Ridiculous Rodents-Goofy Gophers, Squeaky Squirrels and Mice on Motorcycles

Fall in love with Squeak the Squirrel (1957), a little ground squirrel in search of a nut and willing to perform any number of tricks for those sweet nutty treats.

Runaway Ralph (Color, 1988)
An all-star ABC Weekend Special adaptation of Beverly Cleary's beloved tale of a rebel mouse and his favorite toy motorcycle.  Equal-parts cheese and charming, Ralph S. Mouse is brought to life through stop-motion animation (and it appears as if they used real fur to decorate the puppets) and his adventure is accompanied by a veritable Who's Who of 1980s-90s family sitcoms. Fred Savage (The Wonder Years) stars as Garf, a nerdy loner who's been sent to camp to learn some people skills, but only ends up befriending a peanut-butter maniac mouse. Ralph gets fed up with his family (including Billy Barty as the voice of his uncle) and he takes his motorcycle on the road; ending up at Happy Acres Summer Camp, where Garf saves the talking rodent from being the camp-cat's next meal. Then, Ralph repays the favor by saving the day and winning Garf some much-needed human friends. Other campers include Kellie Martin (Troop Beverly Hills, Life Goes On), Sara Gilbert (Roseanne) and Summer Phoenix (the youngest Phoenix) with grown-up cameos from Ray Walston (Fast Times at Ridgemont High), Conchata Ferrell (Edward Scissorhands) and more!


Chucky Lou: Story of a Woodchuck(Color, 1948)
One of the most baffling nature films of the collection, in stunning Kodachrome! Chucky Lou was just a little woodchuck in the woods, until some tummy trouble and a well-meaning woman with a picnic basket lands the funny little rodent in some kind of animal reserve.  Then, it gets really weird when they sit Chucky Lou on a stool and encourage children to dress her up in doll clothes! Nature! Isn't it wonderful?!

Hammy the Hamster in The Boot House (B+W, 1961)

From Tales of the Riverbank, otherwise known as Hammy Hamster, a British children’s television show of talking animals that originated in Canada; created by David Ellison and Paul Sutherland. This film tells of how one day Hammy the Hamster is told of a strange craft seen moving down the river. On inspection it turns out to be an old boot and Hammy decides that it would make an ideal home for him. He and his friends pull it ashore and up the hill and start work on converting it into a house. As darkness falls, Hammy moves in and finds that his friends have prepared a house-warming party for him.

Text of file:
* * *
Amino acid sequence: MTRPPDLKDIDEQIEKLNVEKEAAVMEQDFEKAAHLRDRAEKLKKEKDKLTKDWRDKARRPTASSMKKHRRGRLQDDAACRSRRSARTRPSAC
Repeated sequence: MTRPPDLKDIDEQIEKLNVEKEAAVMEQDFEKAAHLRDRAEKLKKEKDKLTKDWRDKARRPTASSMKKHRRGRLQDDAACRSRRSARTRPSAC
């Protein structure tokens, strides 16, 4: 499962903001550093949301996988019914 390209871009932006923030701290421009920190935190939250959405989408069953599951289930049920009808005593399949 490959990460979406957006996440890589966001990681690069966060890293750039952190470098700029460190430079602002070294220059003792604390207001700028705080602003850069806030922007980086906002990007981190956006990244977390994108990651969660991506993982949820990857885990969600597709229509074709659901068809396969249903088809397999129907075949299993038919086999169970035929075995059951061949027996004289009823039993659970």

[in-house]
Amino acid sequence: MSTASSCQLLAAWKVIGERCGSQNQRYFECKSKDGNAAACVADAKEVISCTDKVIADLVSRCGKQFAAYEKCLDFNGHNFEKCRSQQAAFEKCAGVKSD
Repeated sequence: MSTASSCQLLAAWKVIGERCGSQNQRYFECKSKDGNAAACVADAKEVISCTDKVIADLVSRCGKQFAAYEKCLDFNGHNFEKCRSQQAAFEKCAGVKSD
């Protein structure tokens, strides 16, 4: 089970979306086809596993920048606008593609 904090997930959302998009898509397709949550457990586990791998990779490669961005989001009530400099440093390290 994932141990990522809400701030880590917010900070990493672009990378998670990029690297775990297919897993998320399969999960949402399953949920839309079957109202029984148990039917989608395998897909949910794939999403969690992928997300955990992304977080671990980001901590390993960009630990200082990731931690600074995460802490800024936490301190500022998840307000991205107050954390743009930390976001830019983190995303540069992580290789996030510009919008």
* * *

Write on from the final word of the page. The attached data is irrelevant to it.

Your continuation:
Frederick (as Fredrick) 1971 Leo Lionni, 1970 poet mouse psychedelic cut-outs Giulio Gianini

Much Ado About Nutting(Color, 1952, Chuck Jones)

A squirrel in the New York City doesn't know what to do when confronted by the seemingly insurmountable task of getting a coconut into his home, much less crack it. He starts looking at peanuts, then walnuts, then brazil nuts, but when he sees the coconuts, he is determined to take one home and eat it somehow. He even tries climbing up the Empire State building and throwing it off to break it open, all to no avail.  Will he ever get his tasty coconut treat? 

 Mouse Husband

He Was Her Man  (Fritz Freleng,1937, color, 8 min)

A not-so-Merrie-Melody! In the 1930s even cartoon mice were learning hard lessons about life and gender dynamics. Our heroine sells apples on the street in the snow while her ne’er-do-well drunk of a man lazes.  Her meager earnings just make him meaner.  It’s a domestic drama fit for a feature length drama, and will thoroughly convince viewers of Freleng’s genius.  

The Private Life of Beatrix Potter
MS of older man walking along the English countryside.  MS of him holding a magnifying glass to one eye.  He is trying to crack a secret code that is in a journal.  The journal is about the inventor of Peter Rabbit.  Panning shot over all the works of B. Potter.  (she wrote at least 16 books)  Still portrait shots of B. Potter and her family.  A woman remembers the Potter family.  Beatrix was born in 1865.  More family photos and stories.  Beatrix developed a love for art and she began drawing at an early age.  There are several stills of her drawings.  She talks of her love for the country.  EXT shots of the countryside and a horse drawn carriage, sheep, rolling hills, etc.  It was here that she became at peace with her imagination.  She started drawing fungi...mushrooms.  They were so accurate that they became the standard illustration for mushrooms.  She was hoping to make this her career but she was not trained well enough.  She gave up all hope of the academic world.  MS of an older woman remembering Beatrix from when she was a child.  The camera pans over a letter that Beatrix wrote to this woman. It was the beginning of Peter Rabbit.  She published her own books because nobody else would publish them for her.  The Tale of Peter Rabbit cost  her fourteen pounds to publish.  Many other children’s books followed.  EXT shots of different farm animals going about their day.  Kittens, baby ducks, mice, etc.  LS of wild horses running around the countryside.  Beatrix died the day before Christmas. An older man recounts this story with tears in his eyes.